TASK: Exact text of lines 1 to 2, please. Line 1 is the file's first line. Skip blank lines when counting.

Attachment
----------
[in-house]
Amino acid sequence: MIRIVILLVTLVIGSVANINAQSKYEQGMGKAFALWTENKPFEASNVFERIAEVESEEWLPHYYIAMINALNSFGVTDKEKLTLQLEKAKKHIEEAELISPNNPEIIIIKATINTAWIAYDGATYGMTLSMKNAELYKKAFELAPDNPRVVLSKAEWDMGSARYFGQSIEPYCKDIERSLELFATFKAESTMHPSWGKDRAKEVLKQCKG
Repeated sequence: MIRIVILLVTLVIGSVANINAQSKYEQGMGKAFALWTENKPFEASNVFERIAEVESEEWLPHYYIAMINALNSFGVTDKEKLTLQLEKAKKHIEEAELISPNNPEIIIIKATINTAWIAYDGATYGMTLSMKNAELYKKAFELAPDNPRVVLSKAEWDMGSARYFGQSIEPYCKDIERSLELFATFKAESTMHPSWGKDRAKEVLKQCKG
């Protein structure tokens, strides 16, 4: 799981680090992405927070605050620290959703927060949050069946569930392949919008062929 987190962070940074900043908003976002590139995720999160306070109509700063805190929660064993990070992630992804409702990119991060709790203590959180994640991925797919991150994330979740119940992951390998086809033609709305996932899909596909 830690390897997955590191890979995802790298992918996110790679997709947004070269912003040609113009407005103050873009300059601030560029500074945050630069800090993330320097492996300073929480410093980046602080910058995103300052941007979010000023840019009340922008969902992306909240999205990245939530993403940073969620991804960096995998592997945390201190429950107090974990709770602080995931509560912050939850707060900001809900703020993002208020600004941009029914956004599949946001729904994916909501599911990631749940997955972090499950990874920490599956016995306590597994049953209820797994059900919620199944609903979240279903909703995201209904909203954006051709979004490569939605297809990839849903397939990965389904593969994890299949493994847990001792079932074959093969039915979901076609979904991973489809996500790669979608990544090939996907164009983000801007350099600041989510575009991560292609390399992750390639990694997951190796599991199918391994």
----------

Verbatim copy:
[in-house]
Amino acid sequence: MIRIVILLVTLVIGSVANINAQSKYEQGMGKAFALWTENKPFEASNVFERIAEVESEEWLPHYYIAMINALNSFGVTDKEKLTLQLEKAKKHIEEAELISPNNPEIIIIKATINTAWIAYDGATYGMTLSMKNAELYKKAFELAPDNPRVVLSKAEWDMGSARYFGQSIEPYCKDIERSLELFATFKAESTMHPSWGKDRAKEVLKQCKG